Sunday, September 25, 2022

Running in Austin, Texas: Town Lake & Barton Creek

I used to travel to Austin for work, visiting IBM. Then visiting family, Max, when he was working at IBM Design in Austin. Since we don't travel for work much more, and Max moved to another career path, how about visiting friends?

It felt great to be back albeit only for a weekend, but a busy one, and a hot one with temperatures above 90F, unusual even for Austin according to many locals. On Sunday we even went to a French festival where one of the booths was serving the famous traditional onion soup! That chef acknowledged they had set on a menu weeks before they knew it was going to be so hot! He was also serving samples of a delicious Opera cake, that was much more appropriate. But I digress, let's get back to some running.

On Saturday morning, 19 miles, downtown. On Sunday morning, 10 miles on the Southwest outskirts of Austin where our friends have settled, principally along SH45. And many ounces of sweat lost, that was tough! It didn't help that, in that heat, I ran the first 10 miles at 7:10 min/mile along Agnès and our friends on rental bikes, some good emulation! At least a good 67-mile week overall. And finishing the run with a swim in the natural pool of Barton Springs was quite a treat to cool down!

My only regret was to miss Dick Collins Firetrails this Saturday and the traditional Trailblazer 10K organized by the Friends of the Stevens Creek Trail, a race I ran 13 times already between 2002 and 2018 and which I was excited to get back to after the pandemic hiatus. That will have to wait for next year! Meanwhile, between the busy booth of the Trail Conservancy and good signage reminding us about the importance of keeping creeks healthy in multiple places, I felt some communion with my Stevens Creek community this weekend.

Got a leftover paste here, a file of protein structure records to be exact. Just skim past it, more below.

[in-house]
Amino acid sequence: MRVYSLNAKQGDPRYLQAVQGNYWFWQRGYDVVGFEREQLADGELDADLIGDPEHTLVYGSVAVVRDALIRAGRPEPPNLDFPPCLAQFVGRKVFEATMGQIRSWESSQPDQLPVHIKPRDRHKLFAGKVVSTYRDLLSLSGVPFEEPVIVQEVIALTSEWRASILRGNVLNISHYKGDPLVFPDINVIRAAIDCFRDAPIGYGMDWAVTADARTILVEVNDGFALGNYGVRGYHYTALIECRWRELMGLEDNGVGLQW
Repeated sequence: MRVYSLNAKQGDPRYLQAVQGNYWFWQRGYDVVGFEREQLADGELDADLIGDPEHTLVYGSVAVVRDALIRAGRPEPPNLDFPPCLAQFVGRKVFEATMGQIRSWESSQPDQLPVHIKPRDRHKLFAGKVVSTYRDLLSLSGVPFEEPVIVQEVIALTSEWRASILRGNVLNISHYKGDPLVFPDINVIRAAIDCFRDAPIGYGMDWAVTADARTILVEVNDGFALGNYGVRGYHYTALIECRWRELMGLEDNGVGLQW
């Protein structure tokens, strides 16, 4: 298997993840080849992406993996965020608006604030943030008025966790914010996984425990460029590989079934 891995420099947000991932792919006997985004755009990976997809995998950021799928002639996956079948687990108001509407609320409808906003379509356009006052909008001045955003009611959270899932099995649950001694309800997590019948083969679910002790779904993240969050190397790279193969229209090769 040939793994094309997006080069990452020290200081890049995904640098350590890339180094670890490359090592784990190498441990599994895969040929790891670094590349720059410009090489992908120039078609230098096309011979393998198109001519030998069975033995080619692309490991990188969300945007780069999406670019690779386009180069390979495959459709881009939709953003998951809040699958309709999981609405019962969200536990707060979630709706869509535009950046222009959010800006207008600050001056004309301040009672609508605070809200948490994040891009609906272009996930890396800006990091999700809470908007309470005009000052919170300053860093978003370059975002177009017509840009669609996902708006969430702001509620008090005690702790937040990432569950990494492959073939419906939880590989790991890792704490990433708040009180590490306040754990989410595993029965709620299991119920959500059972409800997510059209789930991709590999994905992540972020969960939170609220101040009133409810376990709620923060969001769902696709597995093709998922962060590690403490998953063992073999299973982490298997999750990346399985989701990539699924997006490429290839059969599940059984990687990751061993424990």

I've some important work milestones this week so let's keep the post short and leverage the many words which a video may be worth, here is the fly-over of my downtown run (click on the link or the screen shot below). Now, it of course can't convey the heat, nor the many runners met on the trail: Austin has runners! And this circuit is really a great place to log a few miles, between outstanding views over the lake and a lot of nature, especially continuing on with the trails along Barton Creek. Just a caveat: these ones have some technical rocky sections!

A couple of interesting ideas gleaned on the way:

1. An invitation to tip the trail!

2. Neighborhood mailbox hubs to optimize/minimize the USPS stops:

'till next time, Austin, Texas and your Longhorns!

Sunday, September 18, 2022

Post #700: the ultra journey must go on!

I was already one year into my ultra running journey when I jumped on the blogging bandwagon, a trend which many have left since for other micro post social platforms. 15.5 years, this is another form of commitment, and endurance. For 11 of these years I posted every week in average. Between the pandemic and my recent 3.5-year long injury, I went for weeks, sometimes months, without posting, short of running-related updates. At times I thought I might be done as my sport medicine doctor feared the injury was going to turn chronic. I've still so much to rebuild but I'm at least getting back to some solid running which is encouraging.